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Following the success of last year’s pilot Visiting Fellowship scheme, we have now chosen our six Fellows for 2022. Three will join us from mid-July for a month, and three will join us in November.

The competition was very strong this year, and we’d like to congratulate our Fellows – we look forward to welcoming them in the coming weeks and months, and to seeing what fruits their research yields.

Summer Cohort

Kate Frank

As a Visiting Fellow at Chawton House, I will complete research for a chapter titled “Learning to Walk: Testing the Bounds of Female Mobility and Knowledge in Educational Narratives, 1749-1800,” which will form part of my PhD dissertation examining depictions of women’s walking in eighteenth-century and Romantic British fiction. Using Chawton House’s library collection of educational fiction and conduct books, I will investigate how writers including Charlotte Smith, Sarah Fielding, and Mary Wollstonecraft framed walking as a key tool in girls’ education about their place in the social and natural worlds that surrounded them.

 

Amelia Mills

Amelia Mills will be examining original copies of Aphra Behn’s prose fiction and translations, and seventeenth-century translations of Madeleine de Scudéry’s fiction, that are held in the Chawton House library. This will support research for a forthcoming chapter for the WSG 1558-1837’s Global Exchanges project entitled ‘Madeleine de Scudéry, Aphra Behn, and Translation. Using the Carte de Tendre for cross-channel communication of women’s ideas.’

@MillsandBehn

 

Fauve Vandenberghe

During my time at Chawton House, I will be working on my doctoral project about women satirists during the so-called Golden Age of Satire of the early eighteenth century. While often considered to be a predominantly masculine genre, I aim to shed new light on the deeply gendered dimensions of satiric practice by studying a corpus of previously understudied satiric texts by women writers. Using a wide range of materials in the Chawton House collections (from instructive periodicals and polemical pamphlets to scandalous memoirs and amatory texts), I hope to be able to reconstruct a more accurate and representative portrait of how satire circulated during this period and the kinds of audiences it attracted and reached.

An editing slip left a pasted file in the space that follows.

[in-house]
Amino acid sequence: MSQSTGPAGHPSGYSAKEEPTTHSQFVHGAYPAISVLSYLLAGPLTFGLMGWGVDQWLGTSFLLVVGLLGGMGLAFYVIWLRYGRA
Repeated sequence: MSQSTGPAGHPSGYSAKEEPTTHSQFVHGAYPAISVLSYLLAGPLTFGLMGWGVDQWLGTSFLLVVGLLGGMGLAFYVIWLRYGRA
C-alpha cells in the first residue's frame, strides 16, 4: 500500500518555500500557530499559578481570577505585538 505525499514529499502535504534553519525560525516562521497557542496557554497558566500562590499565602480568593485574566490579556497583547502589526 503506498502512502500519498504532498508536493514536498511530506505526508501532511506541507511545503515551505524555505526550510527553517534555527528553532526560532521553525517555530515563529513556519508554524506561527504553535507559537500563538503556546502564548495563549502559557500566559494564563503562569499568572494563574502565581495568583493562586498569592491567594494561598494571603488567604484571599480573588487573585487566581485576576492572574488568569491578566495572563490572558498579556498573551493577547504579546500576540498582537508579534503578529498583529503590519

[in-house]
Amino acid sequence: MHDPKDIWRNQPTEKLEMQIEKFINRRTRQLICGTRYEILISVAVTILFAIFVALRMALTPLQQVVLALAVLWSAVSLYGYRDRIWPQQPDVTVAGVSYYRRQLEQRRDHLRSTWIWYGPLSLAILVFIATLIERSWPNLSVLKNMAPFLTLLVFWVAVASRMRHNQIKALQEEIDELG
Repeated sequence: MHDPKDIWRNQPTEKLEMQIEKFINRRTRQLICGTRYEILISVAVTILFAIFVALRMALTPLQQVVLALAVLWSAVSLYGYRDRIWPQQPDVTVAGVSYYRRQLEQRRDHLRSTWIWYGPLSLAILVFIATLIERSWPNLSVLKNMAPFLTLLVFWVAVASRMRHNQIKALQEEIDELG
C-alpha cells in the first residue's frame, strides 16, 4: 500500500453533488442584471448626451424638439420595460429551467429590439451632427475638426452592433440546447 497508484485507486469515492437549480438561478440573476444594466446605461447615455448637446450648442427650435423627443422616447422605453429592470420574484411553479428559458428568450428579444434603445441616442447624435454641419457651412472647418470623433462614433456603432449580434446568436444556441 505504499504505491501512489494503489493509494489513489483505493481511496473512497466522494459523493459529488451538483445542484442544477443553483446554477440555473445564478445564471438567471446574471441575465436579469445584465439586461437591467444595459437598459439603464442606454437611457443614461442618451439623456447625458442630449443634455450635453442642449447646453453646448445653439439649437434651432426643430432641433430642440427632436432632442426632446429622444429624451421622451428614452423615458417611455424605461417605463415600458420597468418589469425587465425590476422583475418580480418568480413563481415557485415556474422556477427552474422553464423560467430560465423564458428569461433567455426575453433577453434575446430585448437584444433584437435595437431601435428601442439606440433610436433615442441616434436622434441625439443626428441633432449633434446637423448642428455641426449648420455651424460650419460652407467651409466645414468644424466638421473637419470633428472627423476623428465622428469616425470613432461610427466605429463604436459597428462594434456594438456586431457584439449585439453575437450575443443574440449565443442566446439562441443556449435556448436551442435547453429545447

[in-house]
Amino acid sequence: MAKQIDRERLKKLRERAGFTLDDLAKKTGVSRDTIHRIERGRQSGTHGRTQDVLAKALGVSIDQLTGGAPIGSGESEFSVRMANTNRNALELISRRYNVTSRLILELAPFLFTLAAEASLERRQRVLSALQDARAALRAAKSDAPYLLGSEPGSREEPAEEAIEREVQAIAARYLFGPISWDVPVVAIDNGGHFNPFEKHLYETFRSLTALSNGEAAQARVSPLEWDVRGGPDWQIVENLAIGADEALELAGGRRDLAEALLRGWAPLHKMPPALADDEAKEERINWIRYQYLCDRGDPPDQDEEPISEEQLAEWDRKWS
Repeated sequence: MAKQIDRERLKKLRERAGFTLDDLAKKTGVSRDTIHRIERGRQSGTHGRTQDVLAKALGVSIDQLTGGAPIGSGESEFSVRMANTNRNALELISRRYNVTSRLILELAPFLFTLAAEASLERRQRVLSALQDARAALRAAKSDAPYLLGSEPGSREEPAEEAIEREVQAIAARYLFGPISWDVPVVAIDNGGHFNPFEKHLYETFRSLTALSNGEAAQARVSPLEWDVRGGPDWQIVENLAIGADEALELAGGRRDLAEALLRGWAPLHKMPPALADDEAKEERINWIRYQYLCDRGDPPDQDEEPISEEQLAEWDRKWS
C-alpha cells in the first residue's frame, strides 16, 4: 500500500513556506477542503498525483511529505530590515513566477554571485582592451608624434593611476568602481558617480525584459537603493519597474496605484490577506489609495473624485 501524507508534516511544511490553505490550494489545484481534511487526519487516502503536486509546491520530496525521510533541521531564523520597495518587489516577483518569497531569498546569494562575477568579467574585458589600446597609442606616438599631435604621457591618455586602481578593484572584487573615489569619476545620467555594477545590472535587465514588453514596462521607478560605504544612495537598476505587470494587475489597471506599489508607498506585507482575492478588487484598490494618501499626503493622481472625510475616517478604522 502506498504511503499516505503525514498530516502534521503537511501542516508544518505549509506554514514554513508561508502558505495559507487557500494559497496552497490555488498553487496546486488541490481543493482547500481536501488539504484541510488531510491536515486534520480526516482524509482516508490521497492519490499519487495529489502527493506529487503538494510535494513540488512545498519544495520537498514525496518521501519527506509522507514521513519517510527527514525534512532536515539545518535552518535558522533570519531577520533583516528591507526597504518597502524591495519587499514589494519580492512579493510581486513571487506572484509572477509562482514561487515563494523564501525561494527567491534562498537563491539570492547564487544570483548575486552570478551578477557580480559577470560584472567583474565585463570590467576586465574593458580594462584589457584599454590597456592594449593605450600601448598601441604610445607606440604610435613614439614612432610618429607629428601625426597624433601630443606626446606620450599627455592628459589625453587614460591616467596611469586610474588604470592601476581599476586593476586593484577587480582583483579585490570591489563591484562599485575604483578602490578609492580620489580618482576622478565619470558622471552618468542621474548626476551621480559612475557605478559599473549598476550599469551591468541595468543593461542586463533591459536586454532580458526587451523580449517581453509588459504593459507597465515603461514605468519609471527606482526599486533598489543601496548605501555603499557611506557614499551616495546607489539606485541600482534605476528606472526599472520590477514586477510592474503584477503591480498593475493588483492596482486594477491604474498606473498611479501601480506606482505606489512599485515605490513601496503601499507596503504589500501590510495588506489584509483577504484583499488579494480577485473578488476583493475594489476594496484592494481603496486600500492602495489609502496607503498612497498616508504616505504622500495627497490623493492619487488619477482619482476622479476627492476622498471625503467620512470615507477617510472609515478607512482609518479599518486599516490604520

@fauvevdb

Winter Cohort

Sara Crouch

I am interested in the way eighteenth-century authors represent race, complexion, climate, and geography. The collection at Chawton House contains important travelogues and epistolary materials authored by women who spent time in colonial settings, some of whom were colonial figures themselves. While at Chawton House, I will analyse these texts in order to contribute research to the emerging picture of the role played by white women in the West Indies. In particular, I will examine the ways in which they contributed to and benefited from the power structures underpinning colonial, plantation society.

 

Kristina Decker

The Chawton House Visiting Fellowship will allow me to begin expanding and revising my PhD thesis, titled ‘Women and Improvement in Eighteenth-Century Ireland: the Case of Mary Delany (1700-1788)’, for publication as a monograph.  With research centred on her literary oeuvre, my thesis explores how Delany engaged with the Enlightenment, particularly the culture of Improvement, through her writing, networks, creative practices, and her interest in aesthetics and landscape design. While at Chawton, I will consult a range of manuscripts and printed works to support this project, including the 1780 manuscript of Delany’s novella ‘Marianna’.

@Kristina_Decker

 

Colleen Taylor

Colleen Taylor’s research project will explore eighteenth-century women’s writing about Ireland in the context of the blue humanities. Using the archives at Chawton, she will examine how women wrote about oceanic travel and oceanic events, such as shipwrecks and sea life encounter, while theorizing the gendered implications of engaging with the ocean in the eighteenth century. Texts of interest will range from Maria Edgeworth’s correspondence to lesser-known texts like Miss Walsh’s The Officer’s Daughter (1810). With a particular focus on Ireland, her project marks an expedition into the blue imaginary of eighteenth-century women.

 

These Fellowships have been made possible by a generous donation from the Ardeola Charitable Trust.